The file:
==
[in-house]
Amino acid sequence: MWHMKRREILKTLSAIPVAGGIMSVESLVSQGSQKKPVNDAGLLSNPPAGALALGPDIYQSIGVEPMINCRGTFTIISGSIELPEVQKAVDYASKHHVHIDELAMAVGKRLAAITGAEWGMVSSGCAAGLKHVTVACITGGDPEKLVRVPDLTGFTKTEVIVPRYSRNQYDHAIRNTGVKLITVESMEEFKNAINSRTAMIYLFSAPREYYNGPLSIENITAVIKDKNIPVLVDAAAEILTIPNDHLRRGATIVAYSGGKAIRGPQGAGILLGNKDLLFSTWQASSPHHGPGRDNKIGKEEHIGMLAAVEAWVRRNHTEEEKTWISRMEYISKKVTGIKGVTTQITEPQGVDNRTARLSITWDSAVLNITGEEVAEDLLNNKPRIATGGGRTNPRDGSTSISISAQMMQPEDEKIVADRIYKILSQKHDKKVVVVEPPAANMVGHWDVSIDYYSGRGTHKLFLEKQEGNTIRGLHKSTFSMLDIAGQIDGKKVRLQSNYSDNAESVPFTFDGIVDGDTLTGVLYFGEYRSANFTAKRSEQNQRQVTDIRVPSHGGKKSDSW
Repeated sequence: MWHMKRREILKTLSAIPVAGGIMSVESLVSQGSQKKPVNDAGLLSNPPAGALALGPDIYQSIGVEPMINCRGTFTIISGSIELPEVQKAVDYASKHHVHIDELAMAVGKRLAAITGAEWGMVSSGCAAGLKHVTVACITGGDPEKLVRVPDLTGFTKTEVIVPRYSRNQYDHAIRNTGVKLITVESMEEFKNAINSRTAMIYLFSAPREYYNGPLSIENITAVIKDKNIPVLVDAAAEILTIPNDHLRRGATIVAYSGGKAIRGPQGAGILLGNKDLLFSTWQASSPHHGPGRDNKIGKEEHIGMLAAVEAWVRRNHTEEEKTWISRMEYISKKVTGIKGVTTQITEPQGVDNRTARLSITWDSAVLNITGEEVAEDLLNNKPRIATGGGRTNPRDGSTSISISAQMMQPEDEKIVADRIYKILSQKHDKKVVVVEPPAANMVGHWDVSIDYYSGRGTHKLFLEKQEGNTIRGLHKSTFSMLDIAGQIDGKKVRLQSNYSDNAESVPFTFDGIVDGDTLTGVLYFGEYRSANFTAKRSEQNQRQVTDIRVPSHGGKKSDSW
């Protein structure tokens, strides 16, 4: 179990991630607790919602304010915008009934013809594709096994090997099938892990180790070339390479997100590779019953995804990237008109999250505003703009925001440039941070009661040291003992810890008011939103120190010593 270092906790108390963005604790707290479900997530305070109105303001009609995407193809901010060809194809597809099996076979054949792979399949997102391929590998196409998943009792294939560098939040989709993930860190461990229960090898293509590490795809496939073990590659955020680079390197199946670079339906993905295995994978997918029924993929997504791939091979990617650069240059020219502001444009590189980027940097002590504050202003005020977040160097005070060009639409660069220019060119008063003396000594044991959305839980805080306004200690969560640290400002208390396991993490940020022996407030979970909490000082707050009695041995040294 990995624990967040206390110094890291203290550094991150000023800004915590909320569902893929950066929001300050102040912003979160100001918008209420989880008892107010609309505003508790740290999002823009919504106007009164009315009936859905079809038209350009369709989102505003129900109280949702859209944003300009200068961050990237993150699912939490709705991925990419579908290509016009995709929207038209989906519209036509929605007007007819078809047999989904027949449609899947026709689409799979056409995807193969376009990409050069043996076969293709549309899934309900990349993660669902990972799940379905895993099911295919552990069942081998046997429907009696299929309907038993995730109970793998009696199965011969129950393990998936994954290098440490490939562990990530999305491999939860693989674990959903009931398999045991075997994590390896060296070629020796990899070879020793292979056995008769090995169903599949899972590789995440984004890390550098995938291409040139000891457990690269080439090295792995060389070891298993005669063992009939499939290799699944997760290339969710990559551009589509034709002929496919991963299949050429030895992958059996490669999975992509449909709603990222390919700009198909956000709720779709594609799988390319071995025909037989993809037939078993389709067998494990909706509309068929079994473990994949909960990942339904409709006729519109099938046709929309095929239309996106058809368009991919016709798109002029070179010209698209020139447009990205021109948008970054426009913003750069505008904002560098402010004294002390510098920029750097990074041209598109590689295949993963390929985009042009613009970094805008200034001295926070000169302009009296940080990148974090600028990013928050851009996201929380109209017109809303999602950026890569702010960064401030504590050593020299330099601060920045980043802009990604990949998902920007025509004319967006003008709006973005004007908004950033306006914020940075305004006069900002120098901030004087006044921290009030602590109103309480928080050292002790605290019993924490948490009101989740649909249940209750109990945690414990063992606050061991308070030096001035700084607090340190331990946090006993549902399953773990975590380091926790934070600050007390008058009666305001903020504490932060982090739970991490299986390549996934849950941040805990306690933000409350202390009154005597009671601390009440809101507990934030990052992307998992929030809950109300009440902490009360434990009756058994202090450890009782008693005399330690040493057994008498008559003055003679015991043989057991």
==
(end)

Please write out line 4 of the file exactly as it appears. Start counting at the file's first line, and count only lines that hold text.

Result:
């Protein structure tokens, strides 16, 4: 179990991630607790919602304010915008009934013809594709096994090997099938892990180790070339390479997100590779019953995804990237008109999250505003703009925001440039941070009661040291003992810890008011939103120190010593 270092906790108390963005604790707290479900997530305070109105303001009609995407193809901010060809194809597809099996076979054949792979399949997102391929590998196409998943009792294939560098939040989709993930860190461990229960090898293509590490795809496939073990590659955020680079390197199946670079339906993905295995994978997918029924993929997504791939091979990617650069240059020219502001444009590189980027940097002590504050202003005020977040160097005070060009639409660069220019060119008063003396000594044991959305839980805080306004200690969560640290400002208390396991993490940020022996407030979970909490000082707050009695041995040294 990995624990967040206390110094890291203290550094991150000023800004915590909320569902893929950066929001300050102040912003979160100001918008209420989880008892107010609309505003508790740290999002823009919504106007009164009315009936859905079809038209350009369709989102505003129900109280949702859209944003300009200068961050990237993150699912939490709705991925990419579908290509016009995709929207038209989906519209036509929605007007007819078809047999989904027949449609899947026709689409799979056409995807193969376009990409050069043996076969293709549309899934309900990349993660669902990972799940379905895993099911295919552990069942081998046997429907009696299929309907038993995730109970793998009696199965011969129950393990998936994954290098440490490939562990990530999305491999939860693989674990959903009931398999045991075997994590390896060296070629020796990899070879020793292979056995008769090995169903599949899972590789995440984004890390550098995938291409040139000891457990690269080439090295792995060389070891298993005669063992009939499939290799699944997760290339969710990559551009589509034709002929496919991963299949050429030895992958059996490669999975992509449909709603990222390919700009198909956000709720779709594609799988390319071995025909037989993809037939078993389709067998494990909706509309068929079994473990994949909960990942339904409709006729519109099938046709929309095929239309996106058809368009991919016709798109002029070179010209698209020139447009990205021109948008970054426009913003750069505008904002560098402010004294002390510098920029750097990074041209598109590689295949993963390929985009042009613009970094805008200034001295926070000169302009009296940080990148974090600028990013928050851009996201929380109209017109809303999602950026890569702010960064401030504590050593020299330099601060920045980043802009990604990949998902920007025509004319967006003008709006973005004007908004950033306006914020940075305004006069900002120098901030004087006044921290009030602590109103309480928080050292002790605290019993924490948490009101989740649909249940209750109990945690414990063992606050061991308070030096001035700084607090340190331990946090006993549902399953773990975590380091926790934070600050007390008058009666305001903020504490932060982090739970991490299986390549996934849950941040805990306690933000409350202390009154005597009671601390009440809101507990934030990052992307998992929030809950109300009440902490009360434990009756058994202090450890009782008693005399330690040493057994008498008559003055003679015991043989057991």